One by one.
Most independent schools that form cohorts or teams for Powerful Learning Practice do so on their own. But the folks who run ADVIS
(Association of Delaware Valley Independent Schools that also serves all of Delaware, eastern Pennsylvania, and parts of New Jersey) have taken it upon themselves to be Powerful Learning Practice’s cheerleaders for their entire association.
With 40 of 140 schools involved so far and more to come, ADVIS recognizes how important it is to build a critical mass of leaders going through the program.
“It gets easier and easier to recruit people for teams,” said Executive Director Barbara Kraus-Blackney
. “They’ve actually heard about the necessity of connected learning and the impact of PLP.”
ADVIS schools have participated in the Powerful Learning Practice journey for several years now and have extended their vision with us for at least two more.
“We are so pleased with the way it has gone,” Barbara said. “The feedback is great.”
, Director of Professional Development agrees.
“The best part is watching teachers transform in terms of how they see themselves as learners and their role in the classroom,” she said. “Watching that is thrilling.”
One of the most exciting cohorts, according to Stacey, is the administrative one. Heads of schools and other administrators are spending a year in online discussions about the future of learning. Early on, she said, the top administrators knew they needed to “to do the program.” They just did not necessarily understand their role and how critical the modeling their learning was to the rest of the teachers.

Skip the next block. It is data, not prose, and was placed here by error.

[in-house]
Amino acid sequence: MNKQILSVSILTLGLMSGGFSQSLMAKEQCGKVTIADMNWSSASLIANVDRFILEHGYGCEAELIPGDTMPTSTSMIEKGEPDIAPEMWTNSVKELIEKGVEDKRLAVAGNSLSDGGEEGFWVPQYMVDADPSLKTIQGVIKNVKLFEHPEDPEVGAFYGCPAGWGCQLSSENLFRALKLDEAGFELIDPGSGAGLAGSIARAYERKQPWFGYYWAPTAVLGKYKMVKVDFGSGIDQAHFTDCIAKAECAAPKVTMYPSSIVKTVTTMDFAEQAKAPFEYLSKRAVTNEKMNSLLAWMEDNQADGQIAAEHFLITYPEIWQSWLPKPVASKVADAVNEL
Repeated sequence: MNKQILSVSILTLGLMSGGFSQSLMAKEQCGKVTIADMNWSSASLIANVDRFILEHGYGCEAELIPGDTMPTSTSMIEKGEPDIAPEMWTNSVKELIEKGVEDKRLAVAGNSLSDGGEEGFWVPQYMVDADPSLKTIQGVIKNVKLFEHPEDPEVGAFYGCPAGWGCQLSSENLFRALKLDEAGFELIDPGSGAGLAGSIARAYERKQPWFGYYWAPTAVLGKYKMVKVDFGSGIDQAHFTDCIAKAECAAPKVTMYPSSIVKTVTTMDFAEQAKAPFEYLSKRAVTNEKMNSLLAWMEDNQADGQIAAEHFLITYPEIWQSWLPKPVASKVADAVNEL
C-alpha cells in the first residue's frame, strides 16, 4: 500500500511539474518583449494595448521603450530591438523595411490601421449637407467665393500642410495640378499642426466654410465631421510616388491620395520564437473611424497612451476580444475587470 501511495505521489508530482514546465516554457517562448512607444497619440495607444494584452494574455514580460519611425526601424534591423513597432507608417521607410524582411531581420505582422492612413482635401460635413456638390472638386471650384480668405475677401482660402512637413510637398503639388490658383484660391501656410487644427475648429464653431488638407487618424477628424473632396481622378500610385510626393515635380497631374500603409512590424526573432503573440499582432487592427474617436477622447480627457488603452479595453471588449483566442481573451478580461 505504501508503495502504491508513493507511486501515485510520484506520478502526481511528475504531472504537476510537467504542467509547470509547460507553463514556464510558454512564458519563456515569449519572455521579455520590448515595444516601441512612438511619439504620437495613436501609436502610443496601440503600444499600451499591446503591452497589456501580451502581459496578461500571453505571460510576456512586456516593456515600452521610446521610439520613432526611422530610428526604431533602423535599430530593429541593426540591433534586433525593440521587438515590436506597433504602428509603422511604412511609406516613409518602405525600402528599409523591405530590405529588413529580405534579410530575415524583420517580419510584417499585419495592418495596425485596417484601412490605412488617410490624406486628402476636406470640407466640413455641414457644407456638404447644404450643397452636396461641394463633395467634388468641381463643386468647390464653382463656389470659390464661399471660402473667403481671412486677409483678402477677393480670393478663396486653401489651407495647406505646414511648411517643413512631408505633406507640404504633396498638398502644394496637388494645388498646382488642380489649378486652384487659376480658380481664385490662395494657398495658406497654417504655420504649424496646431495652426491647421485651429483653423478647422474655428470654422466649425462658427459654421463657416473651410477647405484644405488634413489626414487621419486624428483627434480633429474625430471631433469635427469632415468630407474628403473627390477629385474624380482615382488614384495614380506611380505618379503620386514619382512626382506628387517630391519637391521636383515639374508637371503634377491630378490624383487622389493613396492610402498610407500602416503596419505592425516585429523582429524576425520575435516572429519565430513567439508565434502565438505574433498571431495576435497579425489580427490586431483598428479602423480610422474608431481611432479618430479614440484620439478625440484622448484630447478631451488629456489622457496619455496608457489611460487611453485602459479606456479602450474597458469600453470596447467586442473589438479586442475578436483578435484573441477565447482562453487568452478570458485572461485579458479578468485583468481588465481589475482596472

“Getting them engaged in the administrative NINGS….the conversations and the Elluminate sessions have been fabulous,” she said.
Another example Barbara shares is The Independence School
in Newark, DE. “They jumped in gung ho with two full year-one teams this year, and their Head of School Vicky Yatzus and others have been consistent participants in the Leadership Cohort,” said Barbara.
I have learned a lot since becoming part of the group. First of all, I have a group of teachers at my school that I know much better for having worked with them in different PLP groups. Second, there were things I wanted to be able to do, but didn’t even know the questions to ask. I had been out of the professional development loop for a while (having kids, moving to new state, etc) and this put me back into it.
Wendy has also had several “ah-ha” moments and offers sound advice:
It’s not worth using something everyone thinks is cool if you can’t justify it educationally. And there are only so many changes I can make at once.
ADVIS has learned the secret of Powerful Learning Practice’s success: “It is the process. It is not a weekend, not a seminar you can go to,” said Stacey. “Teachers are learning to be connected learners, to really approach the way they teach in a completely different way.”
The following two tabs change content below.